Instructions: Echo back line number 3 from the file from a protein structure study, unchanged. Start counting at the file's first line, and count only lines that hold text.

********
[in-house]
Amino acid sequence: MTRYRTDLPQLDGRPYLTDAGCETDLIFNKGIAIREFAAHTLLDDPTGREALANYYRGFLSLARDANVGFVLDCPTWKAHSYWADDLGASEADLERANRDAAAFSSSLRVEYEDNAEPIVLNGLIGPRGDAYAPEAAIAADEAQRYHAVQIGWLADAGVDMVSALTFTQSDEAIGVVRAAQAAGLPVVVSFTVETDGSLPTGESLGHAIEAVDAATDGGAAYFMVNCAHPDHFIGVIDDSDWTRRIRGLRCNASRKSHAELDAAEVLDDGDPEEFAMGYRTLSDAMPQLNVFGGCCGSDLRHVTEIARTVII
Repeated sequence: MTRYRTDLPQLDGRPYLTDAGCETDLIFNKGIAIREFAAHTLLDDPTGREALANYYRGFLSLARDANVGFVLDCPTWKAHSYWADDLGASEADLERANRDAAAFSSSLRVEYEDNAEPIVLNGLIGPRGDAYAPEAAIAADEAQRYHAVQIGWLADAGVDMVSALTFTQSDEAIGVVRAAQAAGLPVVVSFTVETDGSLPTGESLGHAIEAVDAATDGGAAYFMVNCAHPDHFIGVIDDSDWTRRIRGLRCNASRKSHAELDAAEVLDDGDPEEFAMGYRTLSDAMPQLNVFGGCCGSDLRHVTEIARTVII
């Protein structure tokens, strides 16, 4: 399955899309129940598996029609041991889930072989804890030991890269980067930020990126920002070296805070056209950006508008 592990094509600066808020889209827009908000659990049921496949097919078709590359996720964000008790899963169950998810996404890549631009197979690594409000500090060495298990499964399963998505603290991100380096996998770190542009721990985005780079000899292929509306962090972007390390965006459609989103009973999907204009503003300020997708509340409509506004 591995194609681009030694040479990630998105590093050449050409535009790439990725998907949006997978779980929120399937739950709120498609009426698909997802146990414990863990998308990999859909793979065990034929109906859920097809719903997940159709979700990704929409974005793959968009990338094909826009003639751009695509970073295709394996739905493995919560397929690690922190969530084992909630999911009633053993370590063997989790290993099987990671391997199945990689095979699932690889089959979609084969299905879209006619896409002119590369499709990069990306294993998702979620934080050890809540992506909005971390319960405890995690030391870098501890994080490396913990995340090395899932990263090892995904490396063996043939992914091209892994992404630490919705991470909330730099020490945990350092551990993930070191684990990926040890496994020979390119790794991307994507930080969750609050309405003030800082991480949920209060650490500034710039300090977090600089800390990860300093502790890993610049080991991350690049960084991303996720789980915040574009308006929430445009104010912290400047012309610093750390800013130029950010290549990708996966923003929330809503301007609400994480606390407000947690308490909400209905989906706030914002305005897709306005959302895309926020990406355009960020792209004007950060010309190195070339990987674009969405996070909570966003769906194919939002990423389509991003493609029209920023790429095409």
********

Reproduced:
Repeated sequence: MTRYRTDLPQLDGRPYLTDAGCETDLIFNKGIAIREFAAHTLLDDPTGREALANYYRGFLSLARDANVGFVLDCPTWKAHSYWADDLGASEADLERANRDAAAFSSSLRVEYEDNAEPIVLNGLIGPRGDAYAPEAAIAADEAQRYHAVQIGWLADAGVDMVSALTFTQSDEAIGVVRAAQAAGLPVVVSFTVETDGSLPTGESLGHAIEAVDAATDGGAAYFMVNCAHPDHFIGVIDDSDWTRRIRGLRCNASRKSHAELDAAEVLDDGDPEEFAMGYRTLSDAMPQLNVFGGCCGSDLRHVTEIARTVII